So let’s discuss what we know about motivating people. The three stars of long-term motivation are Autonomy, Mastery and Purpose (Drive: The Surprising Truth About What Motivates Us: Daniel H. Pink, 2009). Is one of these particularly impacted by the loss of regular informal contact with management? Yes, Purpose.
Purpose is a strong sense of why you are doing something. Working for that firm. Working for those business owners. Not just working to help your clients solve legal issues.
Most lawyers feel a strong sense of purpose about this latter aspect of their work. Helping clients is a common prime motivator for lawyers (my MBA research project, 2016). Of course, this particular box could be ticked by working for another law firm.
As an organisation grows it’s inevitable that more processes and systems have to be introduced to calm the chaos and codify instructions. It makes sense that it felt more ‘fun’ before as everyone naturally had more autonomy and a sense of mastery in “getting things done” in the smaller organisation. I often hear feelings best summarised as “everyone mucked in and pulled in the same direction under a connected leadership team.”
So, growing pains hey?
Enter stage right good old Homo Sapiens and how cultures and societies evolved – arguably a complexity that separates our species from others, and a topic for another day perhaps! If these feelings are common growing pains for an organisation and it doesn’t sound like we can change the structures in order to have a functioning business, what else is open to us to smooth the way, to find the new ‘normal’?
With one eye on the three-star motivators, the other aspect so key to Homo Sapiens’ ascendance was Imagination: the ability to believe in the abstract, the unseen, to imagine the future and to pass these ideas on as stories. Story-telling is the key to communicating a strong purpose, helping an organisation grow successfully beyond a critical mass of 100 plus people. To do this internal communication is as important as marketing is outside the organisation.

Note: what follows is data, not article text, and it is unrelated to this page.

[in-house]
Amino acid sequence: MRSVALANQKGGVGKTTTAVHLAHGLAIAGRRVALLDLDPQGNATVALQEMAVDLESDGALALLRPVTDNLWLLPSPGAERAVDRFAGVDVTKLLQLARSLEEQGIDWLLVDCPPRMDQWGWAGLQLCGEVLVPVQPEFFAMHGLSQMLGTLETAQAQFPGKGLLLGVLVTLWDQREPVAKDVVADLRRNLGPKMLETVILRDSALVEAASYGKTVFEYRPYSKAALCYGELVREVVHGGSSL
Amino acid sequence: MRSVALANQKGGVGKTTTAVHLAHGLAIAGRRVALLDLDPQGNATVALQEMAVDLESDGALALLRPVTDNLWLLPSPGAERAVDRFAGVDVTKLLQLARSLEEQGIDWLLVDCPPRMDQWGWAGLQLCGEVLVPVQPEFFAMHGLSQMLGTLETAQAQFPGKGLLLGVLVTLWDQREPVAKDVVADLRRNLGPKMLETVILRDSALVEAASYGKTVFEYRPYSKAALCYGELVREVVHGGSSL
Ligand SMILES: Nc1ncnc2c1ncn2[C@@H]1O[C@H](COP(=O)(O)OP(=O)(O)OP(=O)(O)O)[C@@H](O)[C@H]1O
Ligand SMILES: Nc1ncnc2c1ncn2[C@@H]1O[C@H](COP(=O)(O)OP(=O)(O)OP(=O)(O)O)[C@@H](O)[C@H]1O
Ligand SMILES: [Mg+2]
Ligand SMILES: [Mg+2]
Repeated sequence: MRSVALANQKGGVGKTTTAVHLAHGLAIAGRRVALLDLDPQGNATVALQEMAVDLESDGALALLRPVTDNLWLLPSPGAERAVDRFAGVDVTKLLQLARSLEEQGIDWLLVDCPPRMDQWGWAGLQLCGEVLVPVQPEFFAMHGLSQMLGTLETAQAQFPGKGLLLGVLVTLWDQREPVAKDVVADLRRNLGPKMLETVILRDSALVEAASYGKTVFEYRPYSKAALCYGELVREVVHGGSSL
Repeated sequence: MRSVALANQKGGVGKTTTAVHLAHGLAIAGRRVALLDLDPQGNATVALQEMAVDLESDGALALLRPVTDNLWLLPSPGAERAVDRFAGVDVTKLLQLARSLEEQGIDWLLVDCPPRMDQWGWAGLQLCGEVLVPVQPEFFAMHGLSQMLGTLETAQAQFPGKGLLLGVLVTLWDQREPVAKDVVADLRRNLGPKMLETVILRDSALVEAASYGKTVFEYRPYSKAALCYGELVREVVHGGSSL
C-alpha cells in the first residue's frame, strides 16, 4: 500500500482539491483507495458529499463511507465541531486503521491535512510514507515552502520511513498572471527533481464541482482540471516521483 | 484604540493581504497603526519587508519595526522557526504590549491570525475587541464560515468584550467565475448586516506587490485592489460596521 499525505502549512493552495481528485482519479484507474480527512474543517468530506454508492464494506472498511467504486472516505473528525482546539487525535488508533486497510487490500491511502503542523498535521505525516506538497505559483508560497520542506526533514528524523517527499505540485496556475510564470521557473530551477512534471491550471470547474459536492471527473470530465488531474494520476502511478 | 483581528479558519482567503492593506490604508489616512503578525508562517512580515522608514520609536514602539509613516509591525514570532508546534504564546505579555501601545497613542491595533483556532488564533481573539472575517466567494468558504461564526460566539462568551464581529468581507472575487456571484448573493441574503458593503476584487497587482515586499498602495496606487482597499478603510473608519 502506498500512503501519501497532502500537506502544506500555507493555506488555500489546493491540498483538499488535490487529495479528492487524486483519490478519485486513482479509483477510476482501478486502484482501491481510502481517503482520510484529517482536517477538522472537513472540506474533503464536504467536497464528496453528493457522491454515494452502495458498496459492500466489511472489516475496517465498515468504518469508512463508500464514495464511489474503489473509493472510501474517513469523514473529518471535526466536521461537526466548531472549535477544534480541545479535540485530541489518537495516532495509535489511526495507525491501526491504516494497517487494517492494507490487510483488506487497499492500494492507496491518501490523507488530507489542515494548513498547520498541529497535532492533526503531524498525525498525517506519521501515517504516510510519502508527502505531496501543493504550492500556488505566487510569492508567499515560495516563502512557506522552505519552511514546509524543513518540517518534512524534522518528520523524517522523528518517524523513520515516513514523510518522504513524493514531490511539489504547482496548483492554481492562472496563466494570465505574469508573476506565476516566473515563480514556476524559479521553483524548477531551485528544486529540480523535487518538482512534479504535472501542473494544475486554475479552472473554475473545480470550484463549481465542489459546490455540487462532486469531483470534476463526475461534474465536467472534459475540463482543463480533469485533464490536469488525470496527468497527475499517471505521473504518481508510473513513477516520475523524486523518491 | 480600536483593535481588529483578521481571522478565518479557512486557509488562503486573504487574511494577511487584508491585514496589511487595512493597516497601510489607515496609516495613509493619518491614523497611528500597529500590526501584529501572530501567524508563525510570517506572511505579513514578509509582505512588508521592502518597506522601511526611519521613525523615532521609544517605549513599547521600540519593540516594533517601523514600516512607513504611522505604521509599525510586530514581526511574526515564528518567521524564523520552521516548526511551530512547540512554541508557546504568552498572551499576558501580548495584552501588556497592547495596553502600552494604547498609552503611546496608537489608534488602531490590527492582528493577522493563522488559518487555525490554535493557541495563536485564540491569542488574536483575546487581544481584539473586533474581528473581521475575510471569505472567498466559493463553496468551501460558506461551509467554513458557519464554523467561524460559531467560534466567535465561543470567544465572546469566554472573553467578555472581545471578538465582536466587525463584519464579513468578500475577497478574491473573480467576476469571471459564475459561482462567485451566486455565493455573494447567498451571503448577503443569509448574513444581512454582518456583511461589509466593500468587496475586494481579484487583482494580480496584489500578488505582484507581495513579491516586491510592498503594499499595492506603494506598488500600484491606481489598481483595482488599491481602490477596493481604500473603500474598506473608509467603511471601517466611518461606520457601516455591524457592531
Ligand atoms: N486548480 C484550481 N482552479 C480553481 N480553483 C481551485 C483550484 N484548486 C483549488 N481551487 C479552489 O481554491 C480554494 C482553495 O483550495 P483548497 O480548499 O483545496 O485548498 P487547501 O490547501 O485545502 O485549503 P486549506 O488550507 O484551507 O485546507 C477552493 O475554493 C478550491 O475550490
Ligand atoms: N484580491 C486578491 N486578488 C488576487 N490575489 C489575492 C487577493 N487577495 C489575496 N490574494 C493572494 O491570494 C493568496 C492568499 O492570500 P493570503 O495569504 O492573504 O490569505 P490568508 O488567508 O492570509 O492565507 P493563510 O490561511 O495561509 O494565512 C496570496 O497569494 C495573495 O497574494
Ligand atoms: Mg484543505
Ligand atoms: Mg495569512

Challenging the water cooler moments
Strong story-telling about the firm’s origin, key personalities, achievements and future plans can help tackle those potentially corrosive water cooler moments. Organisations that do this well also foster a sense of belonging, understand and communicate what good looks like (Mastery), and cultivate and reward a sense of ownership and responsibility for the firm’s outcomes (Autonomy) – combined with a strong core Purpose that is often firmly rooted in ‘service to my client’ psychology. Of course, these ideas need to be lived by those in leadership positions and delivered. If not, then we will break what psychologists call the hidden “Psychological Contract” with our staff. This will be the subject of a future article: what is it, why is it so fragile and why is it so crucial for staff engagement and retention.
Good luck with your storytelling and surviving those organisational growing pains. A healthy dose of mastery, autonomy and purpose to everything you ask people to do should help ease those aches and strains.